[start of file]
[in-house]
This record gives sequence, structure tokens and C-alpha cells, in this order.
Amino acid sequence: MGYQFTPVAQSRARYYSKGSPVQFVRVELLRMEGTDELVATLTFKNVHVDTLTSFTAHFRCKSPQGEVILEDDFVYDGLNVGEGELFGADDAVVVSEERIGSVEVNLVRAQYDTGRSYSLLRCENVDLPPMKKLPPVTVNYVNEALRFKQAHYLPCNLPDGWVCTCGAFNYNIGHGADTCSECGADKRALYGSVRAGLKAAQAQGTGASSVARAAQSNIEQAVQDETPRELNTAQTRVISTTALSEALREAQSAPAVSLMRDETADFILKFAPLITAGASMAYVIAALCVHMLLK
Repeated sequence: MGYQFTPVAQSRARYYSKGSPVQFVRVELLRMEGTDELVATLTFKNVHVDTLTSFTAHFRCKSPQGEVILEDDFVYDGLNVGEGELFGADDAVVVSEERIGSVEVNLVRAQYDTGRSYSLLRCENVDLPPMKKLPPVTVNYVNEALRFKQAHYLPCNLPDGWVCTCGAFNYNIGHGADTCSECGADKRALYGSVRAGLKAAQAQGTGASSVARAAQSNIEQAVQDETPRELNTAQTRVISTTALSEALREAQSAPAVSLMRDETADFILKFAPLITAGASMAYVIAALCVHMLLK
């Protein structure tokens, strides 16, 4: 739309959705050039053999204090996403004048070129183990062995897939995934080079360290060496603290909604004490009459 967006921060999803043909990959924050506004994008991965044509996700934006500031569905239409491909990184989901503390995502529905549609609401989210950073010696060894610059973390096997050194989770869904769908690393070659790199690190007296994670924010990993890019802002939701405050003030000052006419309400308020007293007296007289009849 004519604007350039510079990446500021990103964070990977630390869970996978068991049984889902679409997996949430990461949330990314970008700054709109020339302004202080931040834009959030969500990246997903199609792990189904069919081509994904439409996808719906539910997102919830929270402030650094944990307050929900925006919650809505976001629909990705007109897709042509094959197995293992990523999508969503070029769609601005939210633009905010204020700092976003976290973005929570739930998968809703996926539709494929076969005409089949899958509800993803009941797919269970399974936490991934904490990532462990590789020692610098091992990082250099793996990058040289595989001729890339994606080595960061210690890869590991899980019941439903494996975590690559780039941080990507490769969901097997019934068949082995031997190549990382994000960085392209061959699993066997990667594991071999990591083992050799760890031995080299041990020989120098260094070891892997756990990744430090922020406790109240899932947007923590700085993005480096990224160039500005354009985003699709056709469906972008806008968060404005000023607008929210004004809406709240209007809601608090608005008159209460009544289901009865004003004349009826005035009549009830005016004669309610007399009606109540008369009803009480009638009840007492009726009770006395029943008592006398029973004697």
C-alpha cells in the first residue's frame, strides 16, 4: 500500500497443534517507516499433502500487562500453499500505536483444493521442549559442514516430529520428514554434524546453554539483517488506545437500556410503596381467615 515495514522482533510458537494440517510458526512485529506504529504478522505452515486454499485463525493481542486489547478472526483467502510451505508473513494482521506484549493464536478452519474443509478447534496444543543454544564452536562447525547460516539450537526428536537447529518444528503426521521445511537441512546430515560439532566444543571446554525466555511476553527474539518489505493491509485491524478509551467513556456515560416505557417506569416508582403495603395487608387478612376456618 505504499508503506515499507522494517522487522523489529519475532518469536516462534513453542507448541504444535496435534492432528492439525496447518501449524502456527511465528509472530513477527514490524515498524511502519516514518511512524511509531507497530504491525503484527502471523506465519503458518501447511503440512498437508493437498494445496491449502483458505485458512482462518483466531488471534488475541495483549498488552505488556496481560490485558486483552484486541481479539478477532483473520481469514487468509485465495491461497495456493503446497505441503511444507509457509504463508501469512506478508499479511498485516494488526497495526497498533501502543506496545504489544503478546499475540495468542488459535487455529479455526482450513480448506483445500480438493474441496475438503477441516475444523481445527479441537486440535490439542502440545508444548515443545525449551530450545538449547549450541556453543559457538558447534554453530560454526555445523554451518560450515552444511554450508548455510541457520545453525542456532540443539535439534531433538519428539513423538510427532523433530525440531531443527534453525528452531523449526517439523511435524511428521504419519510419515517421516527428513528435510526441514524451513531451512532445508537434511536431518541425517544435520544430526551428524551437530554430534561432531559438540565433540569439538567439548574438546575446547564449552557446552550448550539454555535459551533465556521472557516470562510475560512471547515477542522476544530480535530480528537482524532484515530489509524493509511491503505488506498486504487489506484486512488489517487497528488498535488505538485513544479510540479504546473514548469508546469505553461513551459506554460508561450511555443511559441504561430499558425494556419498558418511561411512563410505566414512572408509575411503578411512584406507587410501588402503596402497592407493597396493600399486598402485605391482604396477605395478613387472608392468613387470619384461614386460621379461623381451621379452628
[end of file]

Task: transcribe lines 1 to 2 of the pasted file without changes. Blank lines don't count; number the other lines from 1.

[in-house]
This record gives sequence, structure tokens and C-alpha cells, in this order.